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13 Protesters gun down in Tamil Nadu, India

When the protest reached its 100th day, the protesters decided to march to the District Collectors Office, the Tamil Nadu government’s highest-ranking agent in the district, to hand in a written petition.

It was then that disaster struck, as police opened fire, killing 13 of the protesters and injuring many more. The incident was shocking for several reasons. The resort to firing by the police was not preceded by any warning; no attempts were made to use water cannon or rubber bullets as is the usual practice in crowd control before resorting to shooting; and ominously, there were no warning shots or shooting aimed at knee level. Instead, the firing was aimed at heads and chests.

More tellingly, among those killed on May 22, on the 100th day of the protest, eight were the main coordinators of the event, prompting Father Jegath Gaspar Raj, a Catholic priest and social activist, in an address to the Chennai Press Club to state that the “first eight killings were planned in advance by the police and executed with precision by well-trained police shooters who mingled with the protesters as civilians.”

This declaration by Gasper Raj has been backed by the national secretary of the People’s Union for Civil Liberties, V Suresh, citing numerous video recordings and witness accounts, to announce that snipers standing atop police vehicles had shot directly at people leading the march, aiming to kill them and pointing to the fact that most of those killed seemed to have sustained bullet wounds in the top torso or part of the body above the waist.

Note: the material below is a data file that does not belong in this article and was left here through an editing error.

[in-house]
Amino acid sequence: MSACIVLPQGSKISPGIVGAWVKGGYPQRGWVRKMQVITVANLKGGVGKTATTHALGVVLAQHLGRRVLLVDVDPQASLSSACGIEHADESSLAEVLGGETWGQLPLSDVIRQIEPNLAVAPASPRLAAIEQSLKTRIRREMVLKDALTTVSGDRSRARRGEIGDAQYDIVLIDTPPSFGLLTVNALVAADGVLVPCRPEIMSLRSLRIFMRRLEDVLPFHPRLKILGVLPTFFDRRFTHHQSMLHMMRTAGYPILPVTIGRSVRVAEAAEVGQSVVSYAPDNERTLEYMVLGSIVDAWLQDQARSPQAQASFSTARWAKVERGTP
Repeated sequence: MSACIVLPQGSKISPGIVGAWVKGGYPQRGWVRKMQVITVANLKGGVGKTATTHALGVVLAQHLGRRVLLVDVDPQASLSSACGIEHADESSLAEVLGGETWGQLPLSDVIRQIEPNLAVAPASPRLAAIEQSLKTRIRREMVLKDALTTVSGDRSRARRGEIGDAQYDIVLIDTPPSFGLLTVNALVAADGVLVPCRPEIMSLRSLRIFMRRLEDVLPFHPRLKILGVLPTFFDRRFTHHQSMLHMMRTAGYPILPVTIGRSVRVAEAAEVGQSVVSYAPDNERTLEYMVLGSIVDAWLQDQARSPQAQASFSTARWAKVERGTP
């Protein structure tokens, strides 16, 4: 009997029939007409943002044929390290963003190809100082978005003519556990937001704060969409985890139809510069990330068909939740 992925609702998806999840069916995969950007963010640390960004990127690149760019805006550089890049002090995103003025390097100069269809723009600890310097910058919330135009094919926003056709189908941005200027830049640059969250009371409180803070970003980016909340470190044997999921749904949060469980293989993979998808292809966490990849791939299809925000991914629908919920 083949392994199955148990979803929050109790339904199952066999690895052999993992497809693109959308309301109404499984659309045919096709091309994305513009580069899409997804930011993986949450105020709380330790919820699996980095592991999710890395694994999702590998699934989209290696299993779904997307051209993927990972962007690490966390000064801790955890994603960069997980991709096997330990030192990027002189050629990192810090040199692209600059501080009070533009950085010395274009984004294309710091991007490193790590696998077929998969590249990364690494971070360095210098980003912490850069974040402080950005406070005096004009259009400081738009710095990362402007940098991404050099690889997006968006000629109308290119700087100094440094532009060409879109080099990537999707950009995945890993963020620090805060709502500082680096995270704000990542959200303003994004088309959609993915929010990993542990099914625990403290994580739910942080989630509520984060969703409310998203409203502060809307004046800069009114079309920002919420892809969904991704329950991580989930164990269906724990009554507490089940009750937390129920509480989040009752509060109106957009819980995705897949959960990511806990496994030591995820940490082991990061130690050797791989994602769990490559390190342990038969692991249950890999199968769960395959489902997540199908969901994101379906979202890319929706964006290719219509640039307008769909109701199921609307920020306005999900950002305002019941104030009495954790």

The seriousness of the assertion that the killings were deliberate has been further underscored by a Public Interest Litigation lodged by Advocate G S Mani calling for a murder case to be brought under Section 302 of the Indian Penal Code to be registered by the Central Bureau of Investigation against all concerned officers of the Tamil Nadu Police, specifically the superintendent of police of Thoothukudi district.

The charge that the killings were deliberate has also been echoed by one of India’s well-regarded human-rights activists, Henry Tiphagne, executive director of People’s Watch, who agreed that “it was certainly planned and intended at quelling the protests.”

International dimensions

The anger against Vedanta and the Indian government for permitting these atrocities has now gained international attention, with protesters in London gathering opposite the Indian High Commission last Saturday calling for delisting Vedanta from the London Stock Exchange. Notably, this included a large contingent of British Tamils.

Meanwhile, the British Labour Party has also called for Vedanta to be delisted from the LSE, with Shadow Chancellor John McDonnell  arguing that removing Vedanta Resources from the London financial markets would prevent reputational damage from the “rogue” corporation.

In the same week, Amnesty International announced that police had “many questions to answer” and “those responsible should be brought to justice.”

In solidarity with fellow Tamils, protests were staged in several parts of the northeast of Sri Lanka, the Tamil homeland.

The absolute disregard for public opinion by Vedanta and its subsidiary Sterlite has caused much speculation about the support the company appears to receive from the Bharatiya Janata Party-led Indian government. H Raja, the BJP’s national secretary, has defended the police shootings, arguing that when protests turn into riots there is no other option.

Not surprisingly, Rahul Gandhi, leader of the Indian National Congress party, sought to politicize the issue by blaming the BJP. But this accusation has been proved to be hollow, with documents showing that the Congress party had on multiple occasions backed the controversial Sterlite project during the tenure of the United Progressive Alliance government in New Delhi.

It would appear the Sterlite issue is a direct result of governments working with conglomerates while paying little heed to the welfare of the people.

Read full article in Asia Times

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